I guess "the spirit of hippie-dom" could be more broadly defined as being held by counter-culturists: people who reject, or who are at least acutely aware of global systems and who don't define their values based on the values of those systems. The 60's movement may have been more pronounced for different reasons, likely because the 'system' looked a little more evil at the time. –  Canadian Coder Aug 3 at 23:19

What was the hippie movement?

Every generation finds a way to define themselves. As young people grow, many seek ways to do two things

  • conform with their peers; find a group to fit into / identify with.

  • be "different"; to rebel in some way.

Not everyone fits the extreme case that gets publicized, but they like to think they do.

Not to completely inclusive, before the Hippies, there were Beatniks. Before that the war disrupted society (although people could join up or be objectors). During the depression was the gang culture, and in the US the prohibition experiment. The Roaring Twenties saw the flappers, and the list goes on.

We have less perspective on later generations, but you can see labels such as Gen-X, Gen-Y, etc. Each group likes to think they invented rebellion, along with words like cool.

The drivers of the hippie movement were firstly that they were the first of the Baby Boomers, people born in the immediate post-war period. Their parent were conservative, having just lived through a major war, and were becoming affluent. Music was changing, as it always does, and then the Vietnam war came, with all the usual half-truths and injustices that war brings. Many of the generation were at College or University, where the hot-house atmosphere pushed the development of the movement along rapidly. Television helped publicize major events such as anti-war demonstrations (there's no such thing as bad publicity), and the over-reactions of police and National Guards.

The deaths during demonstrations at Jackson State College and Kent State University were the reality shock that were the start of the end of the movement. Janis Joplin's heroin overdose death later the same year continued the reality treatment.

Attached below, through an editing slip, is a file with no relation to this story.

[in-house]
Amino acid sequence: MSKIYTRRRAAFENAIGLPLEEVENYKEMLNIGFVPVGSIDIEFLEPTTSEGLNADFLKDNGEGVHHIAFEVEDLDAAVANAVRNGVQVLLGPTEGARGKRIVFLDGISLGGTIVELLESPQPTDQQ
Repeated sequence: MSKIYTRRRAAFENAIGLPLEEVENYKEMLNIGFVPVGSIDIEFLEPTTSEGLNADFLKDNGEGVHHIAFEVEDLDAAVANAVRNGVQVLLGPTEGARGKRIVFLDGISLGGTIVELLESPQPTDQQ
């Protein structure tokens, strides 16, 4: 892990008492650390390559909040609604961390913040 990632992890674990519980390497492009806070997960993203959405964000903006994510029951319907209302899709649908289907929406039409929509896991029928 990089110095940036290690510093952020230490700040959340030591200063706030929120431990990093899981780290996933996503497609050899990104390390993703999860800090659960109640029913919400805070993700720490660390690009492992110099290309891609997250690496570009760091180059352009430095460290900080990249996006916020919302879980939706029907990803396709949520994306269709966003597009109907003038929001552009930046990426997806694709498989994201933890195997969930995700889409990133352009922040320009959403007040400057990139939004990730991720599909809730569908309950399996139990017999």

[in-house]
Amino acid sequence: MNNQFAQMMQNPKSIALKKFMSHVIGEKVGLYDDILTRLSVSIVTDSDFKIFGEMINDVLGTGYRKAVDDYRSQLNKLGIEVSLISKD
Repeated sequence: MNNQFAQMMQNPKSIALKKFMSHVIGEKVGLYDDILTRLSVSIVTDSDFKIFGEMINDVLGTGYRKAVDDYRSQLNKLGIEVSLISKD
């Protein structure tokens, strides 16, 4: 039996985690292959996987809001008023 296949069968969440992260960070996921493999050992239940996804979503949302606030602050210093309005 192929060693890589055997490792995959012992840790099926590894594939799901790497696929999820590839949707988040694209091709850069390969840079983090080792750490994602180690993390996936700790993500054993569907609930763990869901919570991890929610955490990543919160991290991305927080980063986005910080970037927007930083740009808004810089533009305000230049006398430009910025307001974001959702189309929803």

Why did it decline?

Mostly, these movements die out as the bulk of the group grows to maturity and become parents. Often, people will try to continue life as it was before, but the second kid, dealing with their own teenagers and mortgages, and other life pressures gradually push those behaviours into the background. Eventually, there is an OMG moment where they discover they are just like their parents, as described by the Harry Chapin hit Cat's in the cradle.

Not everyone leaves though. The seriously committed individuals (rather than those who were just "hangers on") continue to live according their ideals.

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Just one correction, Cat's in the Cradle is not a Cat Stevens song. It is by Harry Chapin. Whoever uploaded that video is in error. –  Legion600 Jul 25 at 14:58
    
@Legion600 Thanks for the correction. –  andy256 Jul 26 at 7:50
    
I should have been more clear. That is also not Cat Stevens singing. It is Harry Chapin. There is no evidence that Cat Stevens ever sang this song. –  Legion600 Jul 26 at 22:48
    
Wow. I always thought that Cat Stevens sang it. Now I'll have to investigate thoroughly. Sometimes you don't know what you think you do :-( –  andy256 Jul 27 at 8:09

I'll start by divvying Hippy culture up into two baskets: Fashion and Cultural Attitudes. The Fashion changed, because that's what fashions do. The attitudes, well some changed because the world around them changed, but some stay with us today.